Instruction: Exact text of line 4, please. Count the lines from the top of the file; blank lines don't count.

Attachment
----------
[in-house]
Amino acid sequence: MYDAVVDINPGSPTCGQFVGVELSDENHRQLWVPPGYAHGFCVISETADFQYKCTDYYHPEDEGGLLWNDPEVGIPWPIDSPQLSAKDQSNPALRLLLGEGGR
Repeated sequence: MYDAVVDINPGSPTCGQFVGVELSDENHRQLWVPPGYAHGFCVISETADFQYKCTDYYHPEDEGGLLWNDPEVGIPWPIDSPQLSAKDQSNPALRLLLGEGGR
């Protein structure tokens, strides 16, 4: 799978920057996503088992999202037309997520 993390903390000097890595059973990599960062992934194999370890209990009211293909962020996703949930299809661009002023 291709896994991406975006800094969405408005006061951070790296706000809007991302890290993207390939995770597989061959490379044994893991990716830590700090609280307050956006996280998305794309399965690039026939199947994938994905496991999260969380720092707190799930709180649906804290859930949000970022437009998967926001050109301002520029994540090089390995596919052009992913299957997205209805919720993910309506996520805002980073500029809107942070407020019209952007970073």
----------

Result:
């Protein structure tokens, strides 16, 4: 799978920057996503088992999202037309997520 993390903390000097890595059973990599960062992934194999370890209990009211293909962020996703949930299809661009002023 291709896994991406975006800094969405408005006061951070790296706000809007991302890290993207390939995770597989061959490379044994893991990716830590700090609280307050956006996280998305794309399965690039026939199947994938994905496991999260969380720092707190799930709180649906804290859930949000970022437009998967926001050109301002520029994540090089390995596919052009992913299957997205209805919720993910309506996520805002980073500029809107942070407020019209952007970073």